You may find yourself amazed at the different styles of storytelling. Some people use props, others move around, and still others stay still. You will see that there is no “right” way to story-tell; the common thread is the ability to interest others and draw them into your world. How you do that will reflect your personality and unique experiences.

Recommended Books on Storytelling:

All parents want their children to do well in school. Find tips on how to help kids get better grades, and whether or not a reward system is a good idea.

All parents want their children to do well in school. Whether our own school experiences were positive, neutral, or negative, we want our children to succeed in school and life and often are willing to do anything to support that goal. A question many parents wonder about, though, is how much support we should give our children to earn good grades. Do we help with homework? Do we encourage good grades with rewards?

How to Help Kids Get Better Grades

  • Have high but realistic expectations. We should always hold high but realistic expectations for our children. Let your kids know that you think they are smart and capable and provide assistance as needed with homework and projects. But don’t go overboard with your expectations. Having high expectations is important, but having too high expectations can put unnecessary pressure on your child and that is not usually helpful.
  • Provide homework help.Creating homework space and offering help is a good thing. Sometimes all that is needed with homework help is to listen while your child thinks through a project. Showing your interest in and of itself is helpful. You can also ask open-ended questions (like “What do you think?”) to help the process along, but not give the answers. Asking open-ended questions works even after the content of your child’s homework exceeds what you remember from school.
  • Encouragement over praise. There has been a lot of discussion recently about praise vs. encouragement. Praise (“good job” and “well done”) is less helpful than descriptive phrases that offer encouragement (“These last few months you have been really consistent about doing your homework each night and it shows in these good grades.”). Specific encouragement as part of positive parenting is helpful because you are telling your child exactly what he did that was beneficial. He is more likely to remember your specific encouragement than a generic “good job.”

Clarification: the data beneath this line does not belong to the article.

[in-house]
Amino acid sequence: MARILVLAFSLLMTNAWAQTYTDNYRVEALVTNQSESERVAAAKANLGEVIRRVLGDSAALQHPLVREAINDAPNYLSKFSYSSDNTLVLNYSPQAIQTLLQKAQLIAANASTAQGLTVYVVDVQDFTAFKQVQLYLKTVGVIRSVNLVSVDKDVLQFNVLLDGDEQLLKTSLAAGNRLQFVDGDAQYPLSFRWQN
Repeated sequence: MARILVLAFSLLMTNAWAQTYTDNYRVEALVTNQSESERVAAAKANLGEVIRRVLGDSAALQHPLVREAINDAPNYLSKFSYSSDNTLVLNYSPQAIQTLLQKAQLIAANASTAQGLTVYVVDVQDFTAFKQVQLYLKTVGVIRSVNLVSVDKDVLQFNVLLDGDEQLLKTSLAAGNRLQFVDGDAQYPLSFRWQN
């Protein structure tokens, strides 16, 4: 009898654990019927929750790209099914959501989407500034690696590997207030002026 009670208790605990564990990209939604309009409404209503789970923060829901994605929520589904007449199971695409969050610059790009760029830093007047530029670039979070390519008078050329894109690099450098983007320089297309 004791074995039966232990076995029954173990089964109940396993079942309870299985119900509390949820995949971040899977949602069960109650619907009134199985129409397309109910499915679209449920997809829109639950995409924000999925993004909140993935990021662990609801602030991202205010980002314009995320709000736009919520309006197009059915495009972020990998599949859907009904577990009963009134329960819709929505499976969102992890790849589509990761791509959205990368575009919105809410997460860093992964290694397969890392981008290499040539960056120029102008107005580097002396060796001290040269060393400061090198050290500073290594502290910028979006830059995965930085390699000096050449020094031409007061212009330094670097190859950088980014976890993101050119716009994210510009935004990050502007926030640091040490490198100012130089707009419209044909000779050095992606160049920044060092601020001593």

• Refrain from rewards if your child is intrinsically motivated. Most of us want our children to be intrinsically motivated – in other words, we want our children to want to earn good grades and to work without verbal recognition or tangible rewards. By the time they start school, many children are intrinsically motivated and our job is to help them maintain this quality. A powerful way to encourage a child’s motivation is for parents to model working towards a goal, whether it be cleaning the kitchen or completing a challenging project at work. If a child is intrinsically motivated and he or she is offered tangible rewards for good grades, that child will likely come to rely on the rewards and may, in the future, only get good grades if a reward is present. So rewards are not needed if your child is intrinsically motivated and may even have a negative outcome.

Tips on Offering Tangible Rewards for Good Grades

Offering tangible rewards (like money, a toy, new boots, etc.) tend to make your child dependent on the reward to achieve good grades in the future. Your positive words can mean more. However, if you are already offering rewards or are trying to build your child’s motivation, here are a few things to consider:

  • You might try saying that this reward is only for this one time so that you don’t set a precedent for all good grades in the future. Your child may still say, “but last time, I got. ” but you know you are being true to your agreement.
  • Be specific about your expectations when it comes to rewarding good grades. “If you get three A’s, you will get. “
  • You must follow through on what you agreed to. If your child doesn’t earn the grades agreed to, she doesn’t get the reward.
  • Children may compare their reward to their friend’s reward (“I only got $1, but Emily’s mother gave her $5 for good grades.”). Be prepared with a response such as, “Different families make different choices about rewards for good grades.”

An alternative to tangible rewards for good grades is that your child could earn time with you to do an activity of your child’s choice. Often this is the best reward possible. The challenge here is that earning good grades shouldn’t be the only time your child gets individual time to do a special activity with you. This should happen on an ongoing basis.

So how do you decide what is best when it comes to encouraging good grades and doing well in school? A few things to remember are:

  • If your child is intrinsically motivated already, rewards are not necessary and may even have a negative impact.